The only safeguards in this entire system are the personal ethics of the individuals involved -- which, it would appear, are tested regularly. According to WikiLeaks, another email from the Stratfor CEO to an analyst looking for information from an Israeli informant about the health of Venezuelan President Hugo Chavez instructs: "[Y]ou have to take control of him. Control means financial, sexual or psychological control. ... This is intended to start our conversation on your next phase."

What do you think the odds are that this analyst told her boss to shove it and go sex up the target himself? And therein lies the biggest problem with this whole industry. Most would rather pimp for a paycheck than stand on ethics, and often lack the sophisticated knowledge, wisdom and foresight to realize the implications of their actions and decisions.

2012 Chicago Tribune

We go boo and 'they' jump -- just as it should be!
by Stephanie Rice via bubba - AFP Friday, Mar 2 2012, 7:50am

FBI chief [moron] warns cyber crime on par with terrorism

SAN FRANCISCO FBI director Robert Mueller warned a gathering of Internet security specialists that the threat of cyber attacks rivals terrorism as a national security concern.

The only way to combat cyber assaults is for police, intelligence agencies and private companies to join forces, Mueller said during a presentation at an annual RSA Conference in San Francisco on Thursday.

"Technology is moving so rapidly that, from a security perspective, it is difficult to keep up," Mueller said. "In the future, we anticipate that the cyber threat will pose the number one threat to our country."

It's essential that private corporations and government agencies across the globe coordinate on cyber crime, Mueller said, in part because nefarious hackers are already forming alliances.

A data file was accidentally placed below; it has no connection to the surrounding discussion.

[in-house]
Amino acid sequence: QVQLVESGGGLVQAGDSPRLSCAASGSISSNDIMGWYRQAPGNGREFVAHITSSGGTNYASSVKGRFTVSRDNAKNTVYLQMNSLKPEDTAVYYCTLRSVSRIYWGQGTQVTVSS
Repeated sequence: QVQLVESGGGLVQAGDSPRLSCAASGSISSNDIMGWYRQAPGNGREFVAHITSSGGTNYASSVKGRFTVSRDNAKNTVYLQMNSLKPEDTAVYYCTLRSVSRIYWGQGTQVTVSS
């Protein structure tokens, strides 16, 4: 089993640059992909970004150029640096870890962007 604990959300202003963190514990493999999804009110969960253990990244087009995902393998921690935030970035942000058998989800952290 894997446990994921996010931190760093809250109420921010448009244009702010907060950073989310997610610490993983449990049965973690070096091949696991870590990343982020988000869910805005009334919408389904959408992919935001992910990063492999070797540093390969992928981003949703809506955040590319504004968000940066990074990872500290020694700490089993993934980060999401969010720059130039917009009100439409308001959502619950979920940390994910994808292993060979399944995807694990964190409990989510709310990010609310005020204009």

"We must work together to safeguard our property, to safeguard our ideas and safeguard our innovation," Mueller said. "We must use our connectivity to stop those who seek to do us harm."

Gone are the "good old days" of teenage boys hacking into websites for fun, Muller said. Today's hackers are savvy and often work in groups, like traditional crime families.

Private sector computer security researchers have attributed waves of cyber assaults to nations out to steal government or business secrets.

"Once isolated hackers have joined forces to form criminal syndicates," Mueller said.

Those "syndicates" often operate across borders, posing a particular problem for government agencies that are constrained by conflicting justice systems and a lack of coordination with foreign agencies, he said.

"Borders and boundaries pose no obstacles to hackers, but they continue to pose obstacles for global law enforcement," he said.

In a presentation that a subsequent speaker said "really scared the bejeezus out of us," Mueller emphasized an overlap between the violent terrorism the FBI has focused on since September 11 and today's world of cyber crime.

Terrorist organizations like Al-Qaeda and Al-Shabaab in Somalia are "increasingly cyber savvy," he said.

Mueller referenced Al-Qaeda's English-language online magazine and Al-Shabaab's Twitter account, which he says the group uses to recruit and encourage terrorism.

"They are using the Internet to grow their business and to connect with like-minded individuals," he said.

Mueller warned that no company is immune from cyber attack.

He argued that it's in the best interest of private companies to share information about online assaults with government agencies fighting the hackers.

The nation's top cop promised that the FBI would "minimize disruption" and protect the privacy of corporations as it investigated cyber threats.

Companies are often reluctant to report network security breaches out of fear that the publicity could tarnish images in the eyes of customers or erode shareholder confidence.

"Maintaining a code of silence will not serve us in the long run," Mueller said. "For it is no longer a question of 'if' but when and how often."

"We are losing money, we are losing data, we are losing ideas," he added. "Together we must find a way to stop the bleeding."

Copyright 2012 AFP.

[They are unable to close the ever-widening skill gap - there is nothing really effective they can do except perhaps bring down the entire internet - LOL! "...they grow weaker by the day, as we grow stronger by the minute." We shall see the criminal bastards hang soon enough.]